Black And White Photography, Emilio, Photography

Nelson Wheel

So, I imagine I will have to explain the title of this post. For those of you who do not speak English, or do not speak it well (which is, sadly, most of us), an epiphany is a sudden insight into something, My epiphany, or sudden insight, came to me as I was looking at a multitude of other photos by other photographers. And I came to realize that I usually stand back from the subjects of my photos. I am an observer, distanced from my subject. I very rarely get right up in your face. But I found that the images that most stayed with me, left an impression, were those that involved the spectator in the scene. I thought f I had something, some object, in the foreground, as if obstructing your view, you would need to lean over or around that object. So I played hooky from work last Friday and drove down to Nelson, Nevada- which is about 1 hour southeast of us- with my wife and my camera.

This was my favorite image of the day. It is an epiphany that I will work on to perfect and to use as one might use any other tool in their camera bag.

There is a color version , if you care to view and compare.

Or not!

33 thoughts on “Epiphany

  1. Wonderful shot Emilio an particularly love the balance between the wheel, the Champlin sign and the window in between. Have fun with your feelings, everything to gain and absolutely nothing to lose.


    1. Thank you. This is a place not to far from my home that keeps evolving as the owners find new vehicles or structures that they can move to their site.


  2. It’s funny that both you and Joe have commented on the depth of field. Since it was shot at f/3.6, the background is slightly out of focus. I would have preferred for it to be even more out of focus, I think. But I am definitely happy with the way it turned out.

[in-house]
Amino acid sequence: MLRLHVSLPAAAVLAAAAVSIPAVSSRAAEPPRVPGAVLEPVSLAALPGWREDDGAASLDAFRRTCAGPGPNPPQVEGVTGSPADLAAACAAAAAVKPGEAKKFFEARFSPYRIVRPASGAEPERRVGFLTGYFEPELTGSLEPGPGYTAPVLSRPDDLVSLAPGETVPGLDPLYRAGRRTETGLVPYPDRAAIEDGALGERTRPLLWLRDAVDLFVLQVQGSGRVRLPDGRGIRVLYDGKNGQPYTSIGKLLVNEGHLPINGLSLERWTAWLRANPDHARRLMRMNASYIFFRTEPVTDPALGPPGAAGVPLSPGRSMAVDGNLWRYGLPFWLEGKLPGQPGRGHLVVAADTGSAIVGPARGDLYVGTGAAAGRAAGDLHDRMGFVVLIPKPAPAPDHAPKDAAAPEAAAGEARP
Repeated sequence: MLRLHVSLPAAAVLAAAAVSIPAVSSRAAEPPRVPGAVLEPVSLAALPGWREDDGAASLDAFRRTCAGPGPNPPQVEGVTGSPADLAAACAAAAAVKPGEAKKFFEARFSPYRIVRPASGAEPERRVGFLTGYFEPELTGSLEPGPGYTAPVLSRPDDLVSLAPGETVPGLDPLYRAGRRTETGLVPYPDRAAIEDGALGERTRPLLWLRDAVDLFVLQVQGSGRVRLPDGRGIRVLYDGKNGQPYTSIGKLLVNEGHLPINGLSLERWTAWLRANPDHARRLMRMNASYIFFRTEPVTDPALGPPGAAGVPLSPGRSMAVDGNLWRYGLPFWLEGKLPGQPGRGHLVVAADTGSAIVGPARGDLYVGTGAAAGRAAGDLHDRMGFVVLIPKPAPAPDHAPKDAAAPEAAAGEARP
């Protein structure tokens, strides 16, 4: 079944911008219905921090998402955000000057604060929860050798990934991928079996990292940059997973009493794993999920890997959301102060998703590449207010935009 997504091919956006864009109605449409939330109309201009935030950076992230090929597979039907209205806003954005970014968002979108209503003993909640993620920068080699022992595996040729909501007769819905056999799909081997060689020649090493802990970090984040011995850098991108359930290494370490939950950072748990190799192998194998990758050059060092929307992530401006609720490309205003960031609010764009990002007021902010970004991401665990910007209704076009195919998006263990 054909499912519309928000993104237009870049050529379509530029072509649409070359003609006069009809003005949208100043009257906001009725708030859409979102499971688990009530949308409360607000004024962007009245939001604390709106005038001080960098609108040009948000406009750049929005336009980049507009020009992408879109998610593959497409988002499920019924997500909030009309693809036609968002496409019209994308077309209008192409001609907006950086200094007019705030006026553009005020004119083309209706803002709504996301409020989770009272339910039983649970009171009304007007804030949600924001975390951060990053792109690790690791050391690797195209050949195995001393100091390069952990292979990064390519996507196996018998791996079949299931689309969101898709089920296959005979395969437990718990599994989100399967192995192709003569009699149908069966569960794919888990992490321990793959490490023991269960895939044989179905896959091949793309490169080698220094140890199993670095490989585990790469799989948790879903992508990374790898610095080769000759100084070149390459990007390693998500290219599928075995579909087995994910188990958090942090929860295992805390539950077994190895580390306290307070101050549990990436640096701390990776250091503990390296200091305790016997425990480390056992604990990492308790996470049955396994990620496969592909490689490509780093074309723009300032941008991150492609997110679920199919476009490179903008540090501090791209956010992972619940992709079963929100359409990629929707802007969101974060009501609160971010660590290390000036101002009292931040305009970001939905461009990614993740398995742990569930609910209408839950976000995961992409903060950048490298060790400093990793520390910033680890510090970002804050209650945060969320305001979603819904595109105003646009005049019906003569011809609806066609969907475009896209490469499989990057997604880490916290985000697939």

Liked by 1 person

    1. I don’t know what focal length you used but by indicating an aperture of f/3.6 I would say you used a pretty wide focal length i.e. 18-24mm. The wider the lens the more difficult it is to throw the background out of focus even at wide open apertures. With my post tomorrow afternoon I went for the opposite effect 😊


  3. I have to agree with Joe. I don’t normally care for b&w but it really is my favourite in this case.

    I too am trying to pull in closer to the scene I’m trying to capture but I still don’t think I’m ‘aggressive’ enough. I like the way you composed this photo.


    1. I usually shoot inanimate objects so it’s much easier to get aggressive with them. I’m not giving up long shots. Not by a long shot! 😉 But I think having some object in the foreground really helps. Probably not always. But now I have a different perspective to play with.


        1. A smaller aperture will usually do the trick Joanne (by smaller I mean a higher f/number i.e. f/8 through 11). On your X30 you would have to be in “A” on the top mode dial and you would use the ring behind the zoom ring to change your f/number). It is possible to over or under expose your images in this mode so be careful but experiment.


  4. Good picture.. it looks like the person in the window maybe watching for something, so the car in the FG may be a taxi-cab or spouse? That’s what I got out of it, beside the fact that the style looks 1950s maybe?


    1. Definitely 1950’s. I was going for a film noir type of effect. Glad you like it. I’m enjoying your interpretations of my photos, too.


  5. I love the detail in the wheel as well as your choice of DOF so the reflection of the clouds in the window is crystal clear Emilio 🙂 Superb work.


    1. Thanks, Joe. The technique is still a work in progress for me. I didn’t know if I wanted everything in focus or not but this one seemed to work out best for me.

      Liked by 1 person

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